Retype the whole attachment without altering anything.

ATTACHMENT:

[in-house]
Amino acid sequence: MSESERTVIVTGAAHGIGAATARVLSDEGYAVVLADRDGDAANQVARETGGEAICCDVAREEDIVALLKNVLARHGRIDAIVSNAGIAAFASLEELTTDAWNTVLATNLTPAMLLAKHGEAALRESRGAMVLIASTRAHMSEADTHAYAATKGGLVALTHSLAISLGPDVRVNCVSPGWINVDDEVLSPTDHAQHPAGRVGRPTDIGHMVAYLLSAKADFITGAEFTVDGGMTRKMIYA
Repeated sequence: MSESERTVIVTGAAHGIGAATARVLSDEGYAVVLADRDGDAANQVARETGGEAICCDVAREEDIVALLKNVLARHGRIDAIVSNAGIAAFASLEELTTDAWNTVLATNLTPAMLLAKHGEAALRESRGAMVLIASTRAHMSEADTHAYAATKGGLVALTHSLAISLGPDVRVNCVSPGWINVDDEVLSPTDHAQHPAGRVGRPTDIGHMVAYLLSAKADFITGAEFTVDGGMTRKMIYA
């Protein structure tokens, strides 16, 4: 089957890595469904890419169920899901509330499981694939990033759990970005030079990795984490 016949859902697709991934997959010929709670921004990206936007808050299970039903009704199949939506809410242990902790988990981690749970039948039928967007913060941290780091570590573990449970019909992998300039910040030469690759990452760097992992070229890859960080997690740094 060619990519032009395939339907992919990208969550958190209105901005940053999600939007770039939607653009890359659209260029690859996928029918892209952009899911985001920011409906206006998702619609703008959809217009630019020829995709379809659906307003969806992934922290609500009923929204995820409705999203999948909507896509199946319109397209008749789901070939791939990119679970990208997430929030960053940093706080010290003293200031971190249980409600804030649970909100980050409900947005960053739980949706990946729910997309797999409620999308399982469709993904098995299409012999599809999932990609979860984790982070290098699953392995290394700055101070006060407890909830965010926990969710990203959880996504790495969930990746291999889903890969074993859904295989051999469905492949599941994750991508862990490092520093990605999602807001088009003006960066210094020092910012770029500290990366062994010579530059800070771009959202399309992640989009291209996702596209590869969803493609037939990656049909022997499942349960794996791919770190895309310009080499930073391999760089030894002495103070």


[in-house]
Amino acid sequence: MSESERTVIVTGAAHGIGAATARVLSDEGYAVVLADRDGDAANQVARETGGEAICCDVAREEDIVALLKNVLARHGRIDAIVSNAGIAAFASLEELTTDAWNTVLATNLTPAMLLAKHGEAALRESRGAMVLIASTRAHMSEADTHAYAATKGGLVALTHSLAISLGPDVRVNCVSPGWINVDDEVLSPTDHAQHPAGRVGRPTDIGHMVAYLLSAKADFITGAEFTVDGGMTRKMIYA
Repeated sequence: MSESERTVIVTGAAHGIGAATARVLSDEGYAVVLADRDGDAANQVARETGGEAICCDVAREEDIVALLKNVLARHGRIDAIVSNAGIAAFASLEELTTDAWNTVLATNLTPAMLLAKHGEAALRESRGAMVLIASTRAHMSEADTHAYAATKGGLVALTHSLAISLGPDVRVNCVSPGWINVDDEVLSPTDHAQHPAGRVGRPTDIGHMVAYLLSAKADFITGAEFTVDGGMTRKMIYA
């Protein structure tokens, strides 16, 4: 089957890595469904890419169920899901509330499981694939990033759990970005030079990795984490 016949859902697709991934997959010929709670921004990206936007808050299970039903009704199949939506809410242990902790988990981690749970039948039928967007913060941290780091570590573990449970019909992998300039910040030469690759990452760097992992070229890859960080997690740094 060619990519032009395939339907992919990208969550958190209105901005940053999600939007770039939607653009890359659209260029690859996928029918892209952009899911985001920011409906206006998702619609703008959809217009630019020829995709379809659906307003969806992934922290609500009923929204995820409705999203999948909507896509199946319109397209008749789901070939791939990119679970990208997430929030960053940093706080010290003293200031971190249980409600804030649970909100980050409900947005960053739980949706990946729910997309797999409620999308399982469709993904098995299409012999599809999932990609979860984790982070290098699953392995290394700055101070006060407890909830965010926990969710990203959880996504790495969930990746291999889903890969074993859904295989051999469905492949599941994750991508862990490092520093990605999602807001088009003006960066210094020092910012770029500290990366062994010579530059800070771009959202399309992640989009291209996702596209590869969803493609037939990656049909022997499942349960794996791919770190895309310009080499930073391999760089030894002495103070």